THE ASSOCIATED PRESS reported earlier this month that the dollar had fallen to a record low against the euro, in addition to hitting a 26-year low against the British pound. But it appears no one minds that overseas vacations are getting more expensive for U.S. travelers. Many travel agents are reporting strong forward bookings and noting that clients—especially those in the luxury market—aren't shifting plans for the sake of pinching pennies.
"Occasionally my higher-end clients will grumble, but getting what they want aces saving money," says Barry Hyatt of Air & Marine Travel in Brewster, NY. "There are clients who will either travel in style or stay home."
That sentiment seems to ring true across the board. At least one luxury travel provider says that even if the price of a hotel stay skyrockets to $5,000 a night, there still will be strong demand. "Because I do cater to such a very specific clientele who believe time is money, they don't really care about the price," says Pascale Gherardi, owner of New York-based Voyage by Pascale. "They just want the best available."
One way clients are adjusting to the unfavorable exchange rate is by traveling to countries that don't use the euro. Anastasia Mann, chairman and CEO of Corniche Travel in West Hollywood, CA, says her agency has seen a drop in travel to European capitals, but is witnessing increased interest in places like Turkey, which uses the new lira. (At press time, one dollar equaled 1.189 new liras.)
Clients on a Budget
Even budget-minded travelers seem to be accepting the higher price of a European vacation. "Our mid-price clients always have liked adding one or two nights of luxury to make their European vacations a little special and they are still doing just that," reports Kate Murphy of Uniglobe Wings Travel in Blue Bell, PA.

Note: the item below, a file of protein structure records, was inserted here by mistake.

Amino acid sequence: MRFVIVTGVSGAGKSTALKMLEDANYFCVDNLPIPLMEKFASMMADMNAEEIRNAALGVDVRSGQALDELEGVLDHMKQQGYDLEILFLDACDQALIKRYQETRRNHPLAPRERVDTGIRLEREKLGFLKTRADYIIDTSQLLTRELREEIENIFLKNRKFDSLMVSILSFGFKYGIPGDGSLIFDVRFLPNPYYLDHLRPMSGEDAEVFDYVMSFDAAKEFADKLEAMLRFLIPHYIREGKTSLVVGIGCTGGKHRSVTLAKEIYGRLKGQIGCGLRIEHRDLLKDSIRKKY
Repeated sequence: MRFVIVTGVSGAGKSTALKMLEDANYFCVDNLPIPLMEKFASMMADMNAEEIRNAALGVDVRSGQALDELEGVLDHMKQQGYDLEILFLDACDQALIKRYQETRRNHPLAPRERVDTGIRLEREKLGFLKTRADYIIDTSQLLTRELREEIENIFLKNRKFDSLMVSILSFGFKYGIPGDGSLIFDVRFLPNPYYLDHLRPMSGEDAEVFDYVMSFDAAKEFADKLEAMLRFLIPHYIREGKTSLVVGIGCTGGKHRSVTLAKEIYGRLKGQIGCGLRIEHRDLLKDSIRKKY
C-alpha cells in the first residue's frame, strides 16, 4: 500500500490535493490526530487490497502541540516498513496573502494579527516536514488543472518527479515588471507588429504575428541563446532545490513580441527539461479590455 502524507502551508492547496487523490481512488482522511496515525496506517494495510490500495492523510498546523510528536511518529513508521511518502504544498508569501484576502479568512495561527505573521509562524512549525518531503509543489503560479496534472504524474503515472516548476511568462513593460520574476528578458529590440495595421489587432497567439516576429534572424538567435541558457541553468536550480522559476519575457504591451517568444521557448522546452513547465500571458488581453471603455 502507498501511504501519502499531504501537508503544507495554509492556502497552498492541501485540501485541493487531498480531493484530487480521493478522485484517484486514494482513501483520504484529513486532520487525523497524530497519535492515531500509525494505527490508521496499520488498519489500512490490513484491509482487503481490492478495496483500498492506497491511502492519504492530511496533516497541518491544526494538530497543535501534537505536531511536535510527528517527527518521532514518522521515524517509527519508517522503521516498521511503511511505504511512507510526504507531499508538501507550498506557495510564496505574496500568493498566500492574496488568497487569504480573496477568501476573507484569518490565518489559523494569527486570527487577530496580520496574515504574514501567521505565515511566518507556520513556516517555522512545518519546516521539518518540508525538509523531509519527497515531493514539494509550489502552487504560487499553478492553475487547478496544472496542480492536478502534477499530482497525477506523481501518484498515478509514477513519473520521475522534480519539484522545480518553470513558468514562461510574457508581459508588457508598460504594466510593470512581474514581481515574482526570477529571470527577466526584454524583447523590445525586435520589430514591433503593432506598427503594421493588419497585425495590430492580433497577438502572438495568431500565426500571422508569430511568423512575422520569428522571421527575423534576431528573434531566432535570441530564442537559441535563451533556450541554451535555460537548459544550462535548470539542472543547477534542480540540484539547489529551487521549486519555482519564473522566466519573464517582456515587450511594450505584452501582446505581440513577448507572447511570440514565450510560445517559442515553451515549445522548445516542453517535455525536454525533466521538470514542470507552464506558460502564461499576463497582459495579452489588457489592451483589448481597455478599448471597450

However, Trudy Lagerman, a travel consultant with Liberty Travel in Selinsgrove, PA, has encountered resistance over pricing. "The budget-conscious clients are watching the dollar and realizing it is not getting better," she says. "So with 2008 bookings, they are not upgrading their accommodations and maybe staying at a two-star hotel versus their normal three-star property." Lagerman is even hearing some clients say they will wait until 2009 to take a trip abroad, but her advice is always "Go now—it does not appear it will end anytime soon."
To nudge along the bookings of monetarily concerned travelers, agents need to do more price shopping. "I have a family of 10 going on a cruise and the pre-[cruise] night hotel stay booked through the cruise line cost $564 per person," says Heinke McDade of McDade Travel in Roanoke, VA. "That's over $5,000, so I went to Travel Bound and said, 'I need something in the $3,000 price range.' They came back with a hotel in the same area and guaranteed king beds—there are some tall people in this family."
McDade recommends booking European trips through tour operators when possible. "They have the buying power that I don't have as one individual," she says. "Our vendors have wonderful negotiating tools."
Cruises are also helping to ease the pain of the weak dollar. As an incentive, many lines are offering deals on airfare, McDade notes.
Even with no immediate end in sight to all of this dollar drama, agents have no complaints. "We are so busy," McDade says. "Usually we are in a slow period at this time, but we are having very strong bookings."